The Legislative Council’s public accounts committee will hold a hearing on former Independent Commission Against Corruption chief Timothy Tong Hin-ming's spending habits while he was in office.
The decision to hold the hearing was made during a closed-door meeting on Friday morning between the committee and the Audit Commission.
It comes after allegations that Tong used public money to treat officials from the mainland’s liaison office to lavish banquets.
Abraham Shek Lai-him, chairman of the Legco committee, said the inquiry would follow findings that two dinners hosted by the ICAC in December 2011 for an international anti-bribery event had exceeded the permitted budget.
Committee member Alan Leong Kah-kit said they would now draft a list of questions to the ICAC concerning Tong’s expenses.
“We do not rule out inviting Tong to a public inquiry to explain how he used the public funds,” Leong said.
A report released by the Audit Commission last week revealed that the cost of a dinner hosted by then-commissioner Tong to entertain 110 international guests on December 8 that year was HK$1,045 per head, more than twice the official HK$450 ceiling.
However, an assistant director approved the cost as publicity expenditure instead of entertainment expenses.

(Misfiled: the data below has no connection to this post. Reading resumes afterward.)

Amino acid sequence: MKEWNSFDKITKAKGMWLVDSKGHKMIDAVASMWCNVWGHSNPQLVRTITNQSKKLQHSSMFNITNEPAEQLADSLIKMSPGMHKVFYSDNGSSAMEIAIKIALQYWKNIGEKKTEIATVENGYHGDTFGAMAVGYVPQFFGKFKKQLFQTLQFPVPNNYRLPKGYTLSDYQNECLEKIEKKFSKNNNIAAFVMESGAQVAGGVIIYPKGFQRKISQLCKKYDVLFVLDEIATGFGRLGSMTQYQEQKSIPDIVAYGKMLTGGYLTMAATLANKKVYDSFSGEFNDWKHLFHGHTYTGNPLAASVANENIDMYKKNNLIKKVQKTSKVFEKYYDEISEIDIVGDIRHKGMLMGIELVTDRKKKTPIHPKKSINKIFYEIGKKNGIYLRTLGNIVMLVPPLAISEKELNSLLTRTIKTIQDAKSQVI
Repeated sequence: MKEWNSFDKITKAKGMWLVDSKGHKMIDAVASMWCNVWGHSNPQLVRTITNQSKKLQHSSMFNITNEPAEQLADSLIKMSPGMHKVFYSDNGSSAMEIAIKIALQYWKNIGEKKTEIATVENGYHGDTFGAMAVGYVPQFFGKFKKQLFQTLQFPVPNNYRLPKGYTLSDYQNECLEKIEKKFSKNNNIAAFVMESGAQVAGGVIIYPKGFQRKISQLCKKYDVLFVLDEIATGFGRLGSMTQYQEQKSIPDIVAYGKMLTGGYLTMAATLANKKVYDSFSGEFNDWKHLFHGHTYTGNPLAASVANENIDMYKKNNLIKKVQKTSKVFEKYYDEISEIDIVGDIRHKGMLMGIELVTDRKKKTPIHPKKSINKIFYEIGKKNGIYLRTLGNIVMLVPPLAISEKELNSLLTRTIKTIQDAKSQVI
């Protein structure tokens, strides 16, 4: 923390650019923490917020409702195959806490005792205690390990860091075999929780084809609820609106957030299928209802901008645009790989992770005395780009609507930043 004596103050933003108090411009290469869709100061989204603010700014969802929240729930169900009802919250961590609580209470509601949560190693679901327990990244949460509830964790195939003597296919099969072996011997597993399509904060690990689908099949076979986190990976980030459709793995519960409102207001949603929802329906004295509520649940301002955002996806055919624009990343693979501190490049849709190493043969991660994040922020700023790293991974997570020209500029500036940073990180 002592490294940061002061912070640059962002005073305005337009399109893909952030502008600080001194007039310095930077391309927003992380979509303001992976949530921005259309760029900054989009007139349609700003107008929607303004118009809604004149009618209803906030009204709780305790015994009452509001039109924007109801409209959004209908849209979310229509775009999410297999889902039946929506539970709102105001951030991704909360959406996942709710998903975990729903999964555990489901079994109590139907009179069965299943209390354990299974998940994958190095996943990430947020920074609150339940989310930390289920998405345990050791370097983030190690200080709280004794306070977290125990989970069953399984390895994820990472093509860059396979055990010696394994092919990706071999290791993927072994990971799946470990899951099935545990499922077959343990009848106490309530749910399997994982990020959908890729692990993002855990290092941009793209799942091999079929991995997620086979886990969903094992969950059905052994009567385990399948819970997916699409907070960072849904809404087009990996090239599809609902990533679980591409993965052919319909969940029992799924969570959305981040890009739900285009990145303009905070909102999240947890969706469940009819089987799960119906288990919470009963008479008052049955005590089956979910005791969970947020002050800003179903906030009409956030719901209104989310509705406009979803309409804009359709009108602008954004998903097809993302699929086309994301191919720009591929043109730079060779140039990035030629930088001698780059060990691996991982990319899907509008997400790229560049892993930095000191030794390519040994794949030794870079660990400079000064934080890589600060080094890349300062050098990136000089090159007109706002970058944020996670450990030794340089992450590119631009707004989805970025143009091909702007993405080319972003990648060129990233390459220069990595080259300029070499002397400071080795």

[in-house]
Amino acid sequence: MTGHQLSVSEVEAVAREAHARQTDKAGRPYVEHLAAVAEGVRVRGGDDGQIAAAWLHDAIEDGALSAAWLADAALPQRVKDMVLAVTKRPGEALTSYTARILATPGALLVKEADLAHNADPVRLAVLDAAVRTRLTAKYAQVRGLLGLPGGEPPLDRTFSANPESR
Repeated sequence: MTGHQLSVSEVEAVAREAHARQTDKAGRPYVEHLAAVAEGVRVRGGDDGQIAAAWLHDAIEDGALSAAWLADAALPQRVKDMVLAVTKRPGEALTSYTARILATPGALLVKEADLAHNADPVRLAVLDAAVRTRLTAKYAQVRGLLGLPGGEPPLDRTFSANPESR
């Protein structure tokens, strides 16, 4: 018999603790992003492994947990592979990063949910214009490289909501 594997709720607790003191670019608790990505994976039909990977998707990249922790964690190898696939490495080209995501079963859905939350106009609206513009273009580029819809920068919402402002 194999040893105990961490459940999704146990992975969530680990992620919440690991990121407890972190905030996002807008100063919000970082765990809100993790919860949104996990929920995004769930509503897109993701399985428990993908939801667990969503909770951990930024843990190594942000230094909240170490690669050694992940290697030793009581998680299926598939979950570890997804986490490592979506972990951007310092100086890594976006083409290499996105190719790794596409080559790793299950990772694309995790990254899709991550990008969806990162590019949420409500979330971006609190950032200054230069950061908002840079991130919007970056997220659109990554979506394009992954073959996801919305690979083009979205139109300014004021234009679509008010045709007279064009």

Director of Audit David Sun Tak-kei said the case exposed a grey area in the ICAC’s guidelines on entertainment expenses.
The audit commission also found that Tong spent more than HK$154,000 on gifts for mainland officials, and HK$757,921 on 34 duty trips, 19 of them to the mainland.
Ming Pao Daily reported that Tong hosted banquets with the mainland’s liaison officials at least 20 times during his five-year tenure.
As well, the Democratic Party's Lam Cheuk-ting, who was an investigator for the Independent Commission Against Corruption when Tong was in charge, sent a written complaint to the ICAC on Thursday about Tong's alleged misconduct and possible breaches of bribery laws. Other pan-democrat lawmakers plan to submit complaints on Friday as well.
Tong was appointed to the Chinese People's Political Consultative Conference, the nation's top consultative body, in February, after stepping down as ICAC commissioner last year.